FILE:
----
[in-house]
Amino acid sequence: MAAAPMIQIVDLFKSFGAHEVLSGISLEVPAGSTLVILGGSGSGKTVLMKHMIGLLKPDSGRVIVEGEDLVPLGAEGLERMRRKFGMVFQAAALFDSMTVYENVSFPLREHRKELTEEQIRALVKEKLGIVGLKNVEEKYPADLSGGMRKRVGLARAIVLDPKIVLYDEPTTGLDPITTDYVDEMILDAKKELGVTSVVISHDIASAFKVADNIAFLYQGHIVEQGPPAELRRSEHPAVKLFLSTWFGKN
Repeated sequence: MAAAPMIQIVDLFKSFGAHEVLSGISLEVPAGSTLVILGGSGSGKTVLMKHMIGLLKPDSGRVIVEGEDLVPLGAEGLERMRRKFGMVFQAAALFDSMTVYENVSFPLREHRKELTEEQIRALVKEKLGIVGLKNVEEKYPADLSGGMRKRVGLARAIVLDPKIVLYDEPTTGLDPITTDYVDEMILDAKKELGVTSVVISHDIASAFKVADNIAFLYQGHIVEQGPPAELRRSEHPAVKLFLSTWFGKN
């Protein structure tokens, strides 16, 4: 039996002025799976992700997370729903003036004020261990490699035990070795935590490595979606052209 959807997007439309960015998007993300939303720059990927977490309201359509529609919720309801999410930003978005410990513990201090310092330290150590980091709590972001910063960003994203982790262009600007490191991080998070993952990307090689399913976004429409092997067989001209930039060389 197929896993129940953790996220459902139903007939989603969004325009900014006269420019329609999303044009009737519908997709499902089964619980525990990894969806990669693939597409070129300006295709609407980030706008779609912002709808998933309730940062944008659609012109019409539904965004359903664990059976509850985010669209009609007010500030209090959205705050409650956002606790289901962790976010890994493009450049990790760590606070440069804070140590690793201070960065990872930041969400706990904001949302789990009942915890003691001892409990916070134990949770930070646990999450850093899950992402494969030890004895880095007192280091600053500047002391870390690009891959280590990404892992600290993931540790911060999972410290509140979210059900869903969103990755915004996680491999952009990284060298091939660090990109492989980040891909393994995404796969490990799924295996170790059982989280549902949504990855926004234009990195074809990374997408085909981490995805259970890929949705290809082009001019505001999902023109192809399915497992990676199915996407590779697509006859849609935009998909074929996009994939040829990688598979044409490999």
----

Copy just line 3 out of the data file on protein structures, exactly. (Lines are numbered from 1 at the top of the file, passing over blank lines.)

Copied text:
Repeated sequence: MAAAPMIQIVDLFKSFGAHEVLSGISLEVPAGSTLVILGGSGSGKTVLMKHMIGLLKPDSGRVIVEGEDLVPLGAEGLERMRRKFGMVFQAAALFDSMTVYENVSFPLREHRKELTEEQIRALVKEKLGIVGLKNVEEKYPADLSGGMRKRVGLARAIVLDPKIVLYDEPTTGLDPITTDYVDEMILDAKKELGVTSVVISHDIASAFKVADNIAFLYQGHIVEQGPPAELRRSEHPAVKLFLSTWFGKN